Welcome to the latest installment of the Ironic Jersey Omnibus. The mission of the Omnibus remains constant: to catalogue the jersey choices available to fans and discuss which, when worn, convey unspoken sentiment to one’s fellow man. Today, we venture into the Steel City to discuss the Pittsburgh Pirates.
Being a baseball fan can make a person feel helpless. We’re so vital in our own lives: we get people to fall in love with us and kill each other in automobile accidents and learn how to skydive and quilt. But when we go to a game, we become a smudge of color, a tiny fraction of the din, an unformed emotion in the periphery. We devote our energy and emotion to the game of baseball and it scarcely knows we exist. It knocks us down and never apologizes, again and again.
Such is particularly the case for the baseball fans of Pittsburgh, whose team seems to roll and pound like the tide. After twenty years drowning in the undertow, the modern incarnation of the Pirates seems to be teetering on the crest, trying to maintain their balance. After a magical 2013, this year the team has managed to maintain some playoff aspirations despite early prognostications and performance. For their fans, a fall into the familiar depths would be more painful than most; who knows when they might resurface next time.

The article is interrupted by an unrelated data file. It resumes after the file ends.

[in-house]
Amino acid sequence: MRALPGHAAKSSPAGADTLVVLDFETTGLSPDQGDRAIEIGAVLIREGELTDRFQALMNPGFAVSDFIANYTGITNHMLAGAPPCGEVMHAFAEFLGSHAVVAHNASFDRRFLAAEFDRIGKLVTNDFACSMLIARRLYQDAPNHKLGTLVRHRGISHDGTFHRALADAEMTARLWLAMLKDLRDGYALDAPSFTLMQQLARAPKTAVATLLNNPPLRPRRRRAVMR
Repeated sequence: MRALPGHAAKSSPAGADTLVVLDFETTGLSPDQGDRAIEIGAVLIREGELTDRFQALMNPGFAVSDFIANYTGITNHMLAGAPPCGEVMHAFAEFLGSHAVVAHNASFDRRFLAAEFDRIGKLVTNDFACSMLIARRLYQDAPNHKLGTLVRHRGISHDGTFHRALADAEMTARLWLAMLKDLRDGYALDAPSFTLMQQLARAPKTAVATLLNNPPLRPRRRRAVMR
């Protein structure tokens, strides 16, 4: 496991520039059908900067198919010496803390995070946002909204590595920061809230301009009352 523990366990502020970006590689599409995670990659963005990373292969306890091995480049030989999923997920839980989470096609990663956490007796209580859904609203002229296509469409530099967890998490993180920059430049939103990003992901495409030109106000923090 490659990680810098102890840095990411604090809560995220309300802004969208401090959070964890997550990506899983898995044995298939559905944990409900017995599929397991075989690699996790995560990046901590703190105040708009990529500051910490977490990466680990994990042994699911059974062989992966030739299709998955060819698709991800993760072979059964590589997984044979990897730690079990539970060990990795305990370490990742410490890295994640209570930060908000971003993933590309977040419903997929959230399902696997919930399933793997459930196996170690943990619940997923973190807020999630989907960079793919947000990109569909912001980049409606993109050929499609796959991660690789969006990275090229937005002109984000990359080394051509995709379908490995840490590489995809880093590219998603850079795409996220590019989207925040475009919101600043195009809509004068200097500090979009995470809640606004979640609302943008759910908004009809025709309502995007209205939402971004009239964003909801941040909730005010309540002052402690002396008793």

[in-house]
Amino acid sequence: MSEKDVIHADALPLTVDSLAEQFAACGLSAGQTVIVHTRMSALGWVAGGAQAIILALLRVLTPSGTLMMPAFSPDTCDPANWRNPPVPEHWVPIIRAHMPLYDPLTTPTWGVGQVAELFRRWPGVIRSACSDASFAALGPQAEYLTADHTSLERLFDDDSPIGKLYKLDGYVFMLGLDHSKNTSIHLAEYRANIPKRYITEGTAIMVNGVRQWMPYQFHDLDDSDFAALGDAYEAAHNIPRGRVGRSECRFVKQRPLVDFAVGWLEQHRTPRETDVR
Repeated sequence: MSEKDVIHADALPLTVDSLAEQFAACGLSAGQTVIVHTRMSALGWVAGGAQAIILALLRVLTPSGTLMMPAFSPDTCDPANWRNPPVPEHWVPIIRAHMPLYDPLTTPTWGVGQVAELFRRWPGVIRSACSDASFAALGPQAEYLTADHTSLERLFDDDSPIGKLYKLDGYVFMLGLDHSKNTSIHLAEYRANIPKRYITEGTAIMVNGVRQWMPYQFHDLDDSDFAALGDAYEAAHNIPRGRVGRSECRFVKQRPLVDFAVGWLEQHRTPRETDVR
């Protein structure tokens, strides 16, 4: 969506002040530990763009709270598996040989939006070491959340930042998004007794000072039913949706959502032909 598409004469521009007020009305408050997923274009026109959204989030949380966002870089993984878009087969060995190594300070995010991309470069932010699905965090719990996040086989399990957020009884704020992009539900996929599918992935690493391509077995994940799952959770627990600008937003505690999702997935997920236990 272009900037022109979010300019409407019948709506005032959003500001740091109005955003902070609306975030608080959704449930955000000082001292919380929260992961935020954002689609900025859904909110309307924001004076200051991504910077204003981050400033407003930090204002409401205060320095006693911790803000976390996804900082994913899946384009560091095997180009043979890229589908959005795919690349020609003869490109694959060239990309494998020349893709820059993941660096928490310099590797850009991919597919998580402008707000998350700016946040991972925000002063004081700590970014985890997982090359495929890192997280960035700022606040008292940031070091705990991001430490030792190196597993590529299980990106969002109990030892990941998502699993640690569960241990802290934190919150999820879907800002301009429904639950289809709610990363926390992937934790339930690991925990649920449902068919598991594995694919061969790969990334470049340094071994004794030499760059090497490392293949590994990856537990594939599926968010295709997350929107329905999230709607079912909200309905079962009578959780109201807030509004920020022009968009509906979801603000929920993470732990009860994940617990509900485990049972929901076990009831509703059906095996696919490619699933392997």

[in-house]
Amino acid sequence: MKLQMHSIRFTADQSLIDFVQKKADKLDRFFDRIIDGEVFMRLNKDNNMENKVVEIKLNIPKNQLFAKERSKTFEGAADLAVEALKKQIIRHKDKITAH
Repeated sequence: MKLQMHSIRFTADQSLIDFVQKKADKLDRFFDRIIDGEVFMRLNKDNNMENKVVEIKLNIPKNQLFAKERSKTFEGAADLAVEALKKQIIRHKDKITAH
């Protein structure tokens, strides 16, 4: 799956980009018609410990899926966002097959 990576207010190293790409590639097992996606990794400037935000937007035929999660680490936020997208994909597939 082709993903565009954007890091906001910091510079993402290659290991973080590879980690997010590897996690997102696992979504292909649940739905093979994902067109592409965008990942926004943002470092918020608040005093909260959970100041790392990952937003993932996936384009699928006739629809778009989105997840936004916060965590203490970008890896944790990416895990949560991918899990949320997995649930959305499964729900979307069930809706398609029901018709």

Sitting on the razor’s edge, then, a Pirates jersey is a far more political statement than most: it casts you among the optimists or the pessimists. Like the Pirates themselves, there is no room for in between.
For the haters, the franchise has delivered no shortage of examples to reflect your ire:
1993 Jeff King: The former #1 pick flashed just enough talent to whet the appetite, and arrived just in time to deliver a new dynasty in a post-Bonds era. As a hero, he was miscast. King was an introverted man, uncomfortable with the spotlight and increasingly resentful about everything besides playing baseball that makes up baseball. He wandered around the defensive spectrum and underwent heavy streaks, both hot and cold, before he and the game both grew tired of each other. A Jeff King jersey is a declaration of weariness, almost to the degree of despair. Use only in case of emergency.
2004 Ian Snell: Another famed malcontent, Snell was never really bad in his three-plus seasons with the Pirates; he just never managed to be good. He’s one of those little disappointments that bad teams give their fans, like a Magic Eye with no picture inside: the hopeful fan strains his eyes, desperate to find anything more than a gooey blur. He was eventually shipped to Seattle for equally disappointing Jeff Clement, also a good choice for demonstrating hatred for The Youth.
1986 Sammy Khalifa: The reason to wear this jersey is so that you can tell people the story of Sammy Khalifa. That’s the only reason, but it’s worth it.